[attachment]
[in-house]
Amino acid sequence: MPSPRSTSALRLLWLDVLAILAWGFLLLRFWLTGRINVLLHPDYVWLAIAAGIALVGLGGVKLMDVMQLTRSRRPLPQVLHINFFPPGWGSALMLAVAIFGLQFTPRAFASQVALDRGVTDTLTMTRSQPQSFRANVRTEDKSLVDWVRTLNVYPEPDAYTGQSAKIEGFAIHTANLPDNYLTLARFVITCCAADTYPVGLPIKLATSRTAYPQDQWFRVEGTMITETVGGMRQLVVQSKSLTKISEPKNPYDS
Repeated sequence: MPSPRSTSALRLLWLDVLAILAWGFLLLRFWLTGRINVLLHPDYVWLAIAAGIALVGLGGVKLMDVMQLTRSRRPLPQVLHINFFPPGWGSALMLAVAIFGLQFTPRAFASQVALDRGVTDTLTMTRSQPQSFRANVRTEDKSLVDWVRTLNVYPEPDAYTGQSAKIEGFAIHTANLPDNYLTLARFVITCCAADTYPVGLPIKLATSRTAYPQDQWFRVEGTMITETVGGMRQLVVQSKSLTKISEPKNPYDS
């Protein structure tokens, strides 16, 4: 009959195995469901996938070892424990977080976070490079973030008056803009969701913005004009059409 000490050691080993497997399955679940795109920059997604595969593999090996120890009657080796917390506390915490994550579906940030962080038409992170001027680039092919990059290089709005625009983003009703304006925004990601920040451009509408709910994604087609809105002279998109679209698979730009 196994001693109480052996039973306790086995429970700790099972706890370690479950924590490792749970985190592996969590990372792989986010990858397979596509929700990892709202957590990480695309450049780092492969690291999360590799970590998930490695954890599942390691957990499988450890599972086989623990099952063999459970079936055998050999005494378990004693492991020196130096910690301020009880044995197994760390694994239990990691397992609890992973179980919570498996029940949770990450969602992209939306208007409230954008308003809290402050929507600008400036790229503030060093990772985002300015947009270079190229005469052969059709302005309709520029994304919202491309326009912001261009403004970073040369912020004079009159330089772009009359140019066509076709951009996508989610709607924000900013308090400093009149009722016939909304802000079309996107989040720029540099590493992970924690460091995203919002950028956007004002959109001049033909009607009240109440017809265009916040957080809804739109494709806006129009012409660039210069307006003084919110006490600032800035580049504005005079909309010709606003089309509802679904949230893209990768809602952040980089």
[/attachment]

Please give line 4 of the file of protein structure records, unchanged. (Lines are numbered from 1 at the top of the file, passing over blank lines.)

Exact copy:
């Protein structure tokens, strides 16, 4: 009959195995469901996938070892424990977080976070490079973030008056803009969701913005004009059409 000490050691080993497997399955679940795109920059997604595969593999090996120890009657080796917390506390915490994550579906940030962080038409992170001027680039092919990059290089709005625009983003009703304006925004990601920040451009509408709910994604087609809105002279998109679209698979730009 196994001693109480052996039973306790086995429970700790099972706890370690479950924590490792749970985190592996969590990372792989986010990858397979596509929700990892709202957590990480695309450049780092492969690291999360590799970590998930490695954890599942390691957990499988450890599972086989623990099952063999459970079936055998050999005494378990004693492991020196130096910690301020009880044995197994760390694994239990990691397992609890992973179980919570498996029940949770990450969602992209939306208007409230954008308003809290402050929507600008400036790229503030060093990772985002300015947009270079190229005469052969059709302005309709520029994304919202491309326009912001261009403004970073040369912020004079009159330089772009009359140019066509076709951009996508989610709607924000900013308090400093009149009722016939909304802000079309996107989040720029540099590493992970924690460091995203919002950028956007004002959109001049033909009607009240109440017809265009916040957080809804739109494709806006129009012409660039210069307006003084919110006490600032800035580049504005005079909309010709606003089309509802679904949230893209990768809602952040980089």